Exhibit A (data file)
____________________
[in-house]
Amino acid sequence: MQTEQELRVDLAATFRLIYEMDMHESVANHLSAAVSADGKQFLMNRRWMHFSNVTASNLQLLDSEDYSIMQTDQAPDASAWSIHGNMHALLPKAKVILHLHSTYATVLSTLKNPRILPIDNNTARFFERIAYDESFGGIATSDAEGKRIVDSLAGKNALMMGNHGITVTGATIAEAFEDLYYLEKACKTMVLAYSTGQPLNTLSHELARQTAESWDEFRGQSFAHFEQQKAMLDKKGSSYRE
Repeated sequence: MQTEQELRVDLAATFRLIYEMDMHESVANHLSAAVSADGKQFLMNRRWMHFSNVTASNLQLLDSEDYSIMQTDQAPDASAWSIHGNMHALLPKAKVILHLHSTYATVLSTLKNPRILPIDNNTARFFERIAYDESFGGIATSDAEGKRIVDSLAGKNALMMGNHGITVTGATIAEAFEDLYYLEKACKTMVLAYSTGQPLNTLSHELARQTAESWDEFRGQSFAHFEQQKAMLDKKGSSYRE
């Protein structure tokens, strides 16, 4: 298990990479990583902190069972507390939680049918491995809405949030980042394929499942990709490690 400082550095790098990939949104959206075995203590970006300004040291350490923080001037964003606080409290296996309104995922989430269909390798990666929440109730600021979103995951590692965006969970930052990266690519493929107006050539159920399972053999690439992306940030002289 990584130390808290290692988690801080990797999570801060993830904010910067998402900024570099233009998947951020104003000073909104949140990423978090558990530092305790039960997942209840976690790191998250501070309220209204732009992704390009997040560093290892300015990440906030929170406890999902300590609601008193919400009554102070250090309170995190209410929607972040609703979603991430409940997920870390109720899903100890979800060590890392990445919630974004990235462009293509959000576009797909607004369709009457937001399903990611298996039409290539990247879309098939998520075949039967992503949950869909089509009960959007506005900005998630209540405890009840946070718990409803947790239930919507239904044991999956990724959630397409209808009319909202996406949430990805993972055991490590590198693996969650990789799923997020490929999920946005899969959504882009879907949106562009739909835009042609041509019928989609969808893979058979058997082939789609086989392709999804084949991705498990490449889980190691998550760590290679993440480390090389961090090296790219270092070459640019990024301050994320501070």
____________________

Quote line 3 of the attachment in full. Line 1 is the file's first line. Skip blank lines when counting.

Repeated sequence: MQTEQELRVDLAATFRLIYEMDMHESVANHLSAAVSADGKQFLMNRRWMHFSNVTASNLQLLDSEDYSIMQTDQAPDASAWSIHGNMHALLPKAKVILHLHSTYATVLSTLKNPRILPIDNNTARFFERIAYDESFGGIATSDAEGKRIVDSLAGKNALMMGNHGITVTGATIAEAFEDLYYLEKACKTMVLAYSTGQPLNTLSHELARQTAESWDEFRGQSFAHFEQQKAMLDKKGSSYRE